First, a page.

Understanding the conversation around sustainability in the outdoor industry—manufacturers

The Kickstand 2009 Outdoor Industry Sustainability Audit takes a journalistic approach to understanding and accurately reporting the conversation that is occurring around the concept of sustainability in the outdoor industry.

We seek to provide a baseline understanding around what sustainability means to three segments—manufacturers, retailers, and consumers—and uncover best practices, motivation, and opportunities. We seek to find a collective level of understanding of the efforts, perceptions, and the resulting actions around the concept. This research does not make judgments favoring one company over another and it is not the intent of this research to place value on individual practices or motivations.

Using Kickstand’s fusion of conversation mapping and ethnography techniques, the project takes Kickstand’s proprietary method in working with individual brands and focuses it on the outdoor industry as a whole. It is our contribution to the conversation and like all conversations, is fluid.

Research thus far has unearthed a world of extremes leading us to expand our work and reporting approach before producing a final report. While research continues, this update provides insight into the broad spectrum of actions that one of our segments, manufacturers, are taking to address the concept of sustainability. We chose to report our findings in a fluid, step by step process that subtly mirrors the evolution of the wider conversation that is occurring.

First, of the 75+ manufacturers that we’ve spoken to, each and every one has a story—some big, some small—but it shows that this concept of sustainability is so prevalent that effort has been put into creating ways to address it. The volume of the conversation is such that it shares bandwidth with other conversations key to business such as sell through, social media, and the economic downturn for example.

While research continues with the other segments, our conversations with manufacturers have unearthed loose categories that we’re using to understand how companies are attempting to affect the concept of sustainability. The degree to which any company operates within or between the categories varies widely. Likewise, how individual actions affect other actions varies from company to company and is unique to each brand—every business is different, therefore there is no one size fits all approach.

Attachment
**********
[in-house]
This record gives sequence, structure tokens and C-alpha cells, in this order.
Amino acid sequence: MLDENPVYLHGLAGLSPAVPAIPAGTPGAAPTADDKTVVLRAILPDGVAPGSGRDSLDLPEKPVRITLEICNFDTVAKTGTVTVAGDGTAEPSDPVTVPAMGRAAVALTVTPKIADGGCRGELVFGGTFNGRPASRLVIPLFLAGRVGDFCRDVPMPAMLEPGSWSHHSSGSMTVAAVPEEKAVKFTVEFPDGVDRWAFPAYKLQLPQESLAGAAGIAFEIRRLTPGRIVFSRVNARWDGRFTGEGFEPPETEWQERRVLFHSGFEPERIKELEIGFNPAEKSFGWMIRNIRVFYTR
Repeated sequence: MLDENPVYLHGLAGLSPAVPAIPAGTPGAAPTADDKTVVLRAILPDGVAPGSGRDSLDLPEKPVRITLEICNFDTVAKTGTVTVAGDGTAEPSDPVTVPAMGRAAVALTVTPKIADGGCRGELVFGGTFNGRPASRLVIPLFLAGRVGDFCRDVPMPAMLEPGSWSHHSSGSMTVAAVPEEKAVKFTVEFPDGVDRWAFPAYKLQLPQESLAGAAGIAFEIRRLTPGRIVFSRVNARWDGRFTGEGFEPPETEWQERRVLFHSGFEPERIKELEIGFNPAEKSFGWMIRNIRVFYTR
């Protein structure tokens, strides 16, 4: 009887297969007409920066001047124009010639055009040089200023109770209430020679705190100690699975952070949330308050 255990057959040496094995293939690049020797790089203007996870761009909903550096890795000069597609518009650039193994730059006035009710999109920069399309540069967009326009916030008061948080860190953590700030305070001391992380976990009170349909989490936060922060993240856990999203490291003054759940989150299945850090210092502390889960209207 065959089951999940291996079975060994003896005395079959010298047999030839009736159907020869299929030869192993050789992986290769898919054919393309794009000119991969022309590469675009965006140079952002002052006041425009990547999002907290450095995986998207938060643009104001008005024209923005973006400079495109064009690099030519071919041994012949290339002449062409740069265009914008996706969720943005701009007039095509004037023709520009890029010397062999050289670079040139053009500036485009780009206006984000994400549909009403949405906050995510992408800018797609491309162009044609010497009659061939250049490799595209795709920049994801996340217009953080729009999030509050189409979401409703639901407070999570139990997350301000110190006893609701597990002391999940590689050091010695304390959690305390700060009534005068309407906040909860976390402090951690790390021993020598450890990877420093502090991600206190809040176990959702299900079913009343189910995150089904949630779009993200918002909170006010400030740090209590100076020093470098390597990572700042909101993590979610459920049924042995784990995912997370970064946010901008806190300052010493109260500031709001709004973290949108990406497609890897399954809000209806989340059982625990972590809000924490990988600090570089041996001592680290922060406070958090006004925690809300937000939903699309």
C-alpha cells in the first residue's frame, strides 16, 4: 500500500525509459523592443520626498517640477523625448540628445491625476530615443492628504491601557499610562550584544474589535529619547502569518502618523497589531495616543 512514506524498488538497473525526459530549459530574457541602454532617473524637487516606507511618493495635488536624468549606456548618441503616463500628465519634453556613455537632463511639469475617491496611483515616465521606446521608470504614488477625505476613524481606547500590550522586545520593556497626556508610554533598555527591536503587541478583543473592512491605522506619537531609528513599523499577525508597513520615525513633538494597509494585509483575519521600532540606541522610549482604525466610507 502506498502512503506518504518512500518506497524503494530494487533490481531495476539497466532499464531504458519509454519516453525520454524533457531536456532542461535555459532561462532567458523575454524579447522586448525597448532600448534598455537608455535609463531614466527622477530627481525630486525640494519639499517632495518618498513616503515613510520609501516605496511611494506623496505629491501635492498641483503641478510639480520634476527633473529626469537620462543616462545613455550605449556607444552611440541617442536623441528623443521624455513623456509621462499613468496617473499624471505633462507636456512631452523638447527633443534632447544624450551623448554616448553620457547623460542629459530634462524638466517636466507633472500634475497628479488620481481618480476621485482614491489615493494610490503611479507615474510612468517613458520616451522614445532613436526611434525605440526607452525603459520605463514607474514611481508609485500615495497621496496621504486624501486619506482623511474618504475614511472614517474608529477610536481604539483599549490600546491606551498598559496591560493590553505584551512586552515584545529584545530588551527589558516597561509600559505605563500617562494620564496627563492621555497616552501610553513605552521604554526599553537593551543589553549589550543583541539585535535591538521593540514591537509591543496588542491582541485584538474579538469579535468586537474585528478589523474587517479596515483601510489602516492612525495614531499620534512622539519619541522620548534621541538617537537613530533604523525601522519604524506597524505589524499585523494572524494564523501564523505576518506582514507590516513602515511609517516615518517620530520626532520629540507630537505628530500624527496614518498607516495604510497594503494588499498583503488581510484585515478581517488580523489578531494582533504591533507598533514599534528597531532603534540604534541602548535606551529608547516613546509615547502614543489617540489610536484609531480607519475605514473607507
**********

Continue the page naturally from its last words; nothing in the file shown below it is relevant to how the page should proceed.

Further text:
The examples below are by no means exhaustive. These categories may evolve but for now, those loose categories are: 1) Low Hanging Fruit—addressing the immediate surroundings that companies interact with on a day to day basis. 2) Component Approach—making targeted impacts on specific aspects of the company’s business. 3) Holistic—green from the inside out

1) Low Hanging Fruit—addressing the immediate surroundings that companies interact with on a day to day basis

This category can be understood as simple actions that can easily be affected each and every day by individual employees or company management. This includes “greening” the office (turning off computers, turning off lights, changing light bulbs, using “green” paper, using “green” inks, or reducing printing), offsets (travel or energy use), or offering employee incentives (bike to work programs or paid days off for community service projects).

2) Component Approach—making targeted impacts on specific aspects of the company’s business.

Here there are two sub categories, a) incremental actions as the company seeks to make further strides and b) opportunistic actions that address the volume of the conversation around sustainability both in and out of the outdoor industry.

This is the most variable category in that it covers a spectrum of diverse concepts. Generally though, this theme can be understood as actions that have a start and end point (though the end point is often renewed or evolved for companies that are attempting to aspire to theme #3) from shipping efficiencies, providing limited “green” product offerings, supporting causes, and changing packaging.

3) Holistic—green from the inside out

Here, addressing the concept of sustainability goes to the core of every part of the company’s business and is integral in making overall business decisions. In this category a “green lens” is used to decide key issues such as where product is produced, how it is produced, materials used, packaging, shipping, and delivery.

*It’s worth noting that size of company is not a factor in which category they operate from within most often. Likewise, business stability or monetary success can not be linked to any one category. These two factors point to the complex nature of the conversation and the diversity of business success matrixes.

As Kickstand continues research over the next couple months, we will continue to publish our ongoing findings in a fluid manner. When we find a suitable endpoint, we will publish our findings into a report that will be available to the public. Stay tuned.